Troubling rumors and accusations are investigated with transparency, be they financial, medical, or even domestic, each specific instance or event reported in respectful yet thorough detail. The author writes honestly—and, occasionally, painfully—about Dilla’s relationships with the mothers of his children, and his two young daughters. We get an intimate peek into James’s close-knit bond with his own mother, whom he called Maureen, but whom the rest of us affectionately know as Ma Dukes.
By no means is Dilla Time an easy read. There are nightmarish tales of his rugged bout with thrombotic thrombocytopenic purpura and lupus, detailing excruciating hospital experiences, a possible misdiagnosis, and Dilla’s own fears foreshadowing his eventual demise. After his death, the author confronts some painful realities with regard to the estate, leftover tax debt, and in-fighting between the heirs, some folks talking out of turn, plus lawyers, lengthy lawsuits, lost albums, and all the bullsh*t that has dogged Dilla’s legacy since he passed away in February 2006.
The persistent negativity and conflict in the wake of his death are almost a bit too much to bear, but now fans—and even his friends—are able to better grasp the fissures and disconnects that have occasionally drowned out the air-horns and accolades that deserve to rain down on Dilla unabated.
Among generations of family, dozens of friends, fans, disciples, label reps, lawyers, rappers, peers, and competitors, not all of their memories, opinions, narratives or motivations would necessarily align, and yet the author was able to extract potent recollections from nearly every relationship of any consequence during James Yancey’s short time on Earth. It’s a delicate dance only made possible by the author’s unwavering integrity and transparency, as evidenced by his meticulously-footnoting every last discrepancy—no small feat.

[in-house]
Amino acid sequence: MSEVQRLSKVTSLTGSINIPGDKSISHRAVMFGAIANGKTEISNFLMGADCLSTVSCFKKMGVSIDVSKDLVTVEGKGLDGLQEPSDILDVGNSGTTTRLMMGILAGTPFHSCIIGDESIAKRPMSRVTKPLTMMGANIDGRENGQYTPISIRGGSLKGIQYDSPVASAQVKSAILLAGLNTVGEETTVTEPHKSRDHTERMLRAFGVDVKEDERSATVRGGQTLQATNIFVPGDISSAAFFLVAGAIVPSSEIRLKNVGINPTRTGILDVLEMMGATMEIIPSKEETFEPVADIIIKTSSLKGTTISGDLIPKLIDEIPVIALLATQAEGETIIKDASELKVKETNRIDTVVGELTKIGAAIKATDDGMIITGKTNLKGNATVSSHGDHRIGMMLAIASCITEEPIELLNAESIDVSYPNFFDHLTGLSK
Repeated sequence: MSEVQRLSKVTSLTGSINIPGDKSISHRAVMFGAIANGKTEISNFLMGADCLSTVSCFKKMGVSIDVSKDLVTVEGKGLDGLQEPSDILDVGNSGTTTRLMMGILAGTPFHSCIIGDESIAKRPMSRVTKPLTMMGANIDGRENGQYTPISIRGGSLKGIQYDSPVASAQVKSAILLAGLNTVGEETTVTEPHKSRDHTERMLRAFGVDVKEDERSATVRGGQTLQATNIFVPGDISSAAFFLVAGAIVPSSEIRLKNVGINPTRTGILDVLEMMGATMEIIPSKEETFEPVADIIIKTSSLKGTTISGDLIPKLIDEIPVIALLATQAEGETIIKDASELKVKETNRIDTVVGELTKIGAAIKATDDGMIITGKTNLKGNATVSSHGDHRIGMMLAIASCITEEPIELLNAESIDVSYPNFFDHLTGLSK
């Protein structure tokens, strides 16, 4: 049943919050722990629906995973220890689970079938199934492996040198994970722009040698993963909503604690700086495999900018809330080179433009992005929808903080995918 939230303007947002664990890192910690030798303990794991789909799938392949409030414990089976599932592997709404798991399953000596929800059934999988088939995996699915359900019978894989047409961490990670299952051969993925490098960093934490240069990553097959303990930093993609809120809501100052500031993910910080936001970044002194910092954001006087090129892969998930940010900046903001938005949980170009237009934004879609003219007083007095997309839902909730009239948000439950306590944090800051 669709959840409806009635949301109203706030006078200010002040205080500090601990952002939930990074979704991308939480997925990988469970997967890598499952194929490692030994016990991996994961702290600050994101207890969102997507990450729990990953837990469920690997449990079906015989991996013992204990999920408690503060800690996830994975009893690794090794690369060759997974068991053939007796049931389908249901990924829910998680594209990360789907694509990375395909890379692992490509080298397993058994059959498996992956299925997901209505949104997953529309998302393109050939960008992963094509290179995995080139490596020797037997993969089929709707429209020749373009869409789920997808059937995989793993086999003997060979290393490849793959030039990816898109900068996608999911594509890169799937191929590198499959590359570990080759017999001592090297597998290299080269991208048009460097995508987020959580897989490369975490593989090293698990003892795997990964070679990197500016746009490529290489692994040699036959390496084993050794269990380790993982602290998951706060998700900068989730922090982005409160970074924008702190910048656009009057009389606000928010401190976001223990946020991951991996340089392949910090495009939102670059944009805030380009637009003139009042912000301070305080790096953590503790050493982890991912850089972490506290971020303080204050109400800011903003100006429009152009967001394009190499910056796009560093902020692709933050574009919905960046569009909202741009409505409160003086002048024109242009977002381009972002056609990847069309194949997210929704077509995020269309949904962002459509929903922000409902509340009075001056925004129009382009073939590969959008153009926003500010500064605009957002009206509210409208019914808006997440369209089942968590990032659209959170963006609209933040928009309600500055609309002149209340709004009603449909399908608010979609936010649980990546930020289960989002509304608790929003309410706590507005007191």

Despite the avalanche of posthumous deifications and numerous blog examinations, annual tribute sets and birthday parties, and countless shout-outs and send-ups across all of hip-hop and around the world, until now there was no definitive book about the man himself, nor his outsized (and underappreciated) impact on Black music over the past quarter century. Heretofore, there lacked a linear tracing of his rhythmic revolution, an anthropological guide, from ancestry to the contemporary, for those who have studied his blueprint, absorbed a bit of his brilliance, and then proudly carried the Dilla baton into the future.
Naturally, the scope of this book stretched out far beyond one man’s life and career. Charnas wove in numerous elements and developments that were crucial to contextualizing the events described: The work of Roger Linn advancing electronic music technology. The Neo-Soul phase and craze that swept Black culture. Dilla’s fondness for Detroit strip clubs as a test lab for his bangers. The advent of the internet and groundbreaking Okayplayer website, and how that community (and others) coalesced around the Church of Dilla. Wherever James Yancey went, and wherever the story unfolded, Charnas followed along, dutifully chronicling the details with pointed accuracy and passion, no holds barred but no bullsh*t either.
In that regard, I found Dilla Time to be nothing short of a holy scroll, a bold, brilliant testimony, a clinic in dot-connecting, musical-mapping, and hip-hop nerd sh*t. The story woven within is a profound portrait of a confounding pioneer, a thorough education, rumination, and stimulation, a game-changing historical document and love letter to a lost prophet.
This intimate, honest profile is the definitive J Dilla tome, an illuminating, intoxicating, and sobering sojourn into a man’s life, legacy, artistic contributions and musical revolution by way of groundbreaking productions, prolific output, ever-loving communities, and the seemingly-infinite reverberations of his genius.
“Dilla Time: The Life and Afterlife of J Dilla, the Hip Hop Producer Who Reinvented Rhythm” by Dan Charnas was an instant New York Times bestseller, posting in the #4 slot in Non-Fiction after it’s first week of release.Order your copy here.